For every single one of the sickening video examples I’ve given above, dozens more come from factory farms that were sourced by companies claiming the meat it sold was from humanely raised animals. Some of these companies are corrupt, some failed to provide oversight, but the more shocking truth is this: There are no federal laws that set humane care standards for animals in factory farms.

This means that food production animals aren’t protected against acts of cruelty under federal law until they are slaughtered. And only minimal laws are in place that protect animals’ rights before and during slaughter.

The kicker? The Humane Methods of Slaughter Act excludes chickens (rabbits and fish too)! This means egg production farms routinely ground male chicks alive or toss them into bags to suffocate. Meat production farms often slit the throats of still conscious chickens or throw live chickens into vats of scalding water.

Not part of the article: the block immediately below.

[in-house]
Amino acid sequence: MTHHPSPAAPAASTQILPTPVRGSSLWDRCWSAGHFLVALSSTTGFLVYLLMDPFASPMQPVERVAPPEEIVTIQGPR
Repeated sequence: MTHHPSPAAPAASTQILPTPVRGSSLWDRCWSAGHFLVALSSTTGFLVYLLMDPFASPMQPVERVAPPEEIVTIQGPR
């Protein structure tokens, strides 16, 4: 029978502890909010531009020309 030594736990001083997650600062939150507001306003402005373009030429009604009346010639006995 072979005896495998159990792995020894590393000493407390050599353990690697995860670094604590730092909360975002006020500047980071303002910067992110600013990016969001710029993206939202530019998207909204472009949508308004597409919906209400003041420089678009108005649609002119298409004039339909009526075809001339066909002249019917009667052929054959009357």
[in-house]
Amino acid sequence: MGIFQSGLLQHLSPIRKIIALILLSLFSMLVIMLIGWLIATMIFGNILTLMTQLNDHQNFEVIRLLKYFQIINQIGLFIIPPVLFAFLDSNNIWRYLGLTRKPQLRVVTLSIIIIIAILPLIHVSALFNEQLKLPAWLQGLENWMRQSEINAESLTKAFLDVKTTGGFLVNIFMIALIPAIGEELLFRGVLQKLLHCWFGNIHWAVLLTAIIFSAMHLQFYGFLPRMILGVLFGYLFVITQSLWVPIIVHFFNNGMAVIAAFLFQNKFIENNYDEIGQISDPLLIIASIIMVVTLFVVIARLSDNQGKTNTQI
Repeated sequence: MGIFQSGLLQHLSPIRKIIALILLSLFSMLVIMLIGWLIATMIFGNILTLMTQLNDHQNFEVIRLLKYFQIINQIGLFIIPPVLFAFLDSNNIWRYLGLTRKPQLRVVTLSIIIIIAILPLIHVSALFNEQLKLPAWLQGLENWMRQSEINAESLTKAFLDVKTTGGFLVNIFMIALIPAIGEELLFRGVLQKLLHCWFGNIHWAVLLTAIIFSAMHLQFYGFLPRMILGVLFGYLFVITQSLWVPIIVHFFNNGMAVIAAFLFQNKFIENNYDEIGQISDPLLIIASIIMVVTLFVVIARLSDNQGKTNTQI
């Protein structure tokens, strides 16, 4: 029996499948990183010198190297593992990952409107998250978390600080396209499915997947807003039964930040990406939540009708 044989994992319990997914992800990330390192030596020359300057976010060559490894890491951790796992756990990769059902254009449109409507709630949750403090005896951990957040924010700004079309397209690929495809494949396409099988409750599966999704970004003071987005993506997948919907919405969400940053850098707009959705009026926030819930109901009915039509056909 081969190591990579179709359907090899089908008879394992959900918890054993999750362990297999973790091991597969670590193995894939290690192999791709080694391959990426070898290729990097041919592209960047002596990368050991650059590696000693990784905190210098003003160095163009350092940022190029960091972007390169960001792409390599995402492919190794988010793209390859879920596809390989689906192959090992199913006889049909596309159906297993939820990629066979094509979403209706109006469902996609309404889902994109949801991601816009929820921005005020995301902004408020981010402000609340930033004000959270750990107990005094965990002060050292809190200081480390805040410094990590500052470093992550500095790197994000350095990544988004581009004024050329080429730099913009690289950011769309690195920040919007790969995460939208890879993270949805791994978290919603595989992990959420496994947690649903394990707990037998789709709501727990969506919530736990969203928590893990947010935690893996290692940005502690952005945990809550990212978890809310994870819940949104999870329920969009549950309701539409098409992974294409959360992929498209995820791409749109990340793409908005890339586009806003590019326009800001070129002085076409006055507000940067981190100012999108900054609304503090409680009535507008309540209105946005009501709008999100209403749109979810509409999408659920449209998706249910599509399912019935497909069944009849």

As for state laws, protections vary greatly and “ag-gag” laws aren’t doing factory-farmed animals any favors. These are state laws that, according to Wikipedia, “forbid the act of undercover filming or photography of activity on farms without the consent of their owner—particularly targeting whistleblowers of animal rights abuses at these facilities.”

Currently, eight states have passed ag-gag laws. Thankfully, many more of these laws have been defeated on the basis of violating the First Amendment, which protects freedom of speech and freedom of the press.

It’s vital to continue fighting these ag-gag laws as numerous exposés have now proven that extreme cruelty and untenable living conditions on factory farms are far more prevalent than we thought. Not only do these laws expose farm animals to untold suffering, they also jeopardize public health, safety and the environment.


american humane certifiedLabels Don’t Mean Much

So what about the increasing types of certifications we’re seeing on labels that promise our meat has been humanely raised? While many mark a step in the right direction, unless you’re willing to read the definitions of each (and there are dozens and dozens) you’re likely to believe that they’re more progressive than they are.